All eyes turned on him with a mixture of scorn and pity and, with a depth of derision usually reserved for talking about the ministers of other churches, someone said sarcastically, “Oh! Why don’t we go the whole hog and walk around in dog collars?” The idea was quashed there and then and nothing more said as the culprit skulked away into the night to think about his apostate ways.

Not long afterwards we saw the first Mormon missionaries turn up wearing those badges so familiar these days. Typically, this innovation came in with no comment and no one remembered the scorn and derision that had been poured on the idea. This was different. This was at the behest of “the prophet”.

The story illustrates something that is so difficult to put across in a seminar or article; the sneering contempt in those words, “why don’t we go all the way and wear dog collars!” It wasn’t a case of “Mormons don’t do that sort of thing” but undisguised disdain and disrespect for those who do. Such contempt is a thread that runs throughout Mormonism like the writing in a stick of Blackpool rock. In barely veiled references to “men that preach for money!” and “Christians that take the easy option” Mormons informally and routinely speak contemptuously (among themselves of course) of Christian churches. Where does this self-reverential attitude come from?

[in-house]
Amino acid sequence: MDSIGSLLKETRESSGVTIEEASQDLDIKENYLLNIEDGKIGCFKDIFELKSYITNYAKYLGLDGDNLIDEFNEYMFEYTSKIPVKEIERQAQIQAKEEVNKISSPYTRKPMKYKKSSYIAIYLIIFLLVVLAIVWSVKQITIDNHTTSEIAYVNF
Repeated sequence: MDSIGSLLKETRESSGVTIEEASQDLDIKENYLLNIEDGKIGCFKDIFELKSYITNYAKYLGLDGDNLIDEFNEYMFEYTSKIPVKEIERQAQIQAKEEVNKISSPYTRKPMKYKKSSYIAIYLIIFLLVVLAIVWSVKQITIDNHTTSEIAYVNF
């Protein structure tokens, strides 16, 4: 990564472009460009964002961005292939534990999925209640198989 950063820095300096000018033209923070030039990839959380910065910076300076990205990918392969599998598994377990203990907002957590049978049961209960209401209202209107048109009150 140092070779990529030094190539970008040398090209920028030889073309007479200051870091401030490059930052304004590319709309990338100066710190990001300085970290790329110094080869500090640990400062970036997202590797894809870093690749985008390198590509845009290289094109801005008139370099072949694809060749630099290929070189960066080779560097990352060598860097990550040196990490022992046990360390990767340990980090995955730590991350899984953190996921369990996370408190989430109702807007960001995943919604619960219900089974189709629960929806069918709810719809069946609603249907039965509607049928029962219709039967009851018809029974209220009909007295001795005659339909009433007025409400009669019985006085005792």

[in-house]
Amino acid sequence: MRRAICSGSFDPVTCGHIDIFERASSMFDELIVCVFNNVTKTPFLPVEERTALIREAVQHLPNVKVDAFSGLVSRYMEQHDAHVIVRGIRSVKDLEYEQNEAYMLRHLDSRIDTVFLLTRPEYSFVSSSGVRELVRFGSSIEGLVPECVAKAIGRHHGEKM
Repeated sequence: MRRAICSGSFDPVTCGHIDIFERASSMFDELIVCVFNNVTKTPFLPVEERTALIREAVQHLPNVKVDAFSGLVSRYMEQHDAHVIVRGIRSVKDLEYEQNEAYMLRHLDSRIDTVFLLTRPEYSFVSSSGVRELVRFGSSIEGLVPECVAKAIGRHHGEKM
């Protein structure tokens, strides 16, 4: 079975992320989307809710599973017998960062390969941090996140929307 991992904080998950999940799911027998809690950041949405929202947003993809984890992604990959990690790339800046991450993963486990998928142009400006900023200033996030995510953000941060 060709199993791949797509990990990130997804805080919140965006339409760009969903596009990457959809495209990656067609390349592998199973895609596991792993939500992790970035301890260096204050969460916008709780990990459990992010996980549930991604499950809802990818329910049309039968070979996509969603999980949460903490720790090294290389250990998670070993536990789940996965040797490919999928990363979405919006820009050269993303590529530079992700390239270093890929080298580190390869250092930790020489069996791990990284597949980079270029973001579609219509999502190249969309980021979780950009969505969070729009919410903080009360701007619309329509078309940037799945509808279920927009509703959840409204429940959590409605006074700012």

It begins with the defining story of Joseph Smith who taught that all the creeds of all the churches were an abomination and all who profess those creeds corrupt (Joseph Smith History 1:19). Without this account of the Christian Churches Mormonism would be superfluous since it is claimed to be a restoration of things lost in the apostasy of those churches. It continues with the statement in the founding book of Mormonism, The Book of Mormon that the Christian churches are part of the “great and abominable church” founded by the devil and that  it slays the saints and corrupts the Bible and is the mother of abominations (1 Nephi chs.13-22)